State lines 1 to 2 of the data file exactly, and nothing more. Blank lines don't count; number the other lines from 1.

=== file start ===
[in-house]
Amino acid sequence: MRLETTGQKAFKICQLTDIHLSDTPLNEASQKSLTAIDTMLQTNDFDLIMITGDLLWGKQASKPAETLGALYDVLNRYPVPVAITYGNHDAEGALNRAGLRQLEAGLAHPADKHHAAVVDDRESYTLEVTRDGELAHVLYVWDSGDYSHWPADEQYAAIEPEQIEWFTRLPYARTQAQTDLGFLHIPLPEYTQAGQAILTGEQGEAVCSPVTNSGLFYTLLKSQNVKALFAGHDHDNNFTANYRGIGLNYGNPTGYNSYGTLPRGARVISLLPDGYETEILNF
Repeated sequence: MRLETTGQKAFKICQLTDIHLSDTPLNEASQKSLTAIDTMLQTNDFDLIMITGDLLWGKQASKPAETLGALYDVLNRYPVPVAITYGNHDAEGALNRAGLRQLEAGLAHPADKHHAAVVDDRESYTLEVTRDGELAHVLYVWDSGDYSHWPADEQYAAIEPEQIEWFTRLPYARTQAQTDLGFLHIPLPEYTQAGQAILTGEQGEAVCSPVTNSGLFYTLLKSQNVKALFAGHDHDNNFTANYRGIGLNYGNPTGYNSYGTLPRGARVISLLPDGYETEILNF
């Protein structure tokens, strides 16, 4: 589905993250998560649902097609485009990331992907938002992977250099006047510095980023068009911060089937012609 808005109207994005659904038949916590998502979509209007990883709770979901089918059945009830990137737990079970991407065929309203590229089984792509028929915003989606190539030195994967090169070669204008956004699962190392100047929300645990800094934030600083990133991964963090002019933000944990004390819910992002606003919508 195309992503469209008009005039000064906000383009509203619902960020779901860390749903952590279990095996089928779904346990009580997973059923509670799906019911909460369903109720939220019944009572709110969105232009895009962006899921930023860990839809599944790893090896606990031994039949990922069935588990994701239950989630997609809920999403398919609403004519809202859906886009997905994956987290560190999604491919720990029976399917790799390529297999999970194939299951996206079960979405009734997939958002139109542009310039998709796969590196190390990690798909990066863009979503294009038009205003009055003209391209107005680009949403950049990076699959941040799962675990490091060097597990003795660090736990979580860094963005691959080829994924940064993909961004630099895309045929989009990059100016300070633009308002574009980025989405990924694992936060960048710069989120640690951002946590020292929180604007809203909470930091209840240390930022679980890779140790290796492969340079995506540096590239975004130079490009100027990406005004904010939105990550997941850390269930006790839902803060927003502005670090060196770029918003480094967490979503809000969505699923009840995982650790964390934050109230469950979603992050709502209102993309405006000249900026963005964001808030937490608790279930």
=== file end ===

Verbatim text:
[in-house]
Amino acid sequence: MRLETTGQKAFKICQLTDIHLSDTPLNEASQKSLTAIDTMLQTNDFDLIMITGDLLWGKQASKPAETLGALYDVLNRYPVPVAITYGNHDAEGALNRAGLRQLEAGLAHPADKHHAAVVDDRESYTLEVTRDGELAHVLYVWDSGDYSHWPADEQYAAIEPEQIEWFTRLPYARTQAQTDLGFLHIPLPEYTQAGQAILTGEQGEAVCSPVTNSGLFYTLLKSQNVKALFAGHDHDNNFTANYRGIGLNYGNPTGYNSYGTLPRGARVISLLPDGYETEILNF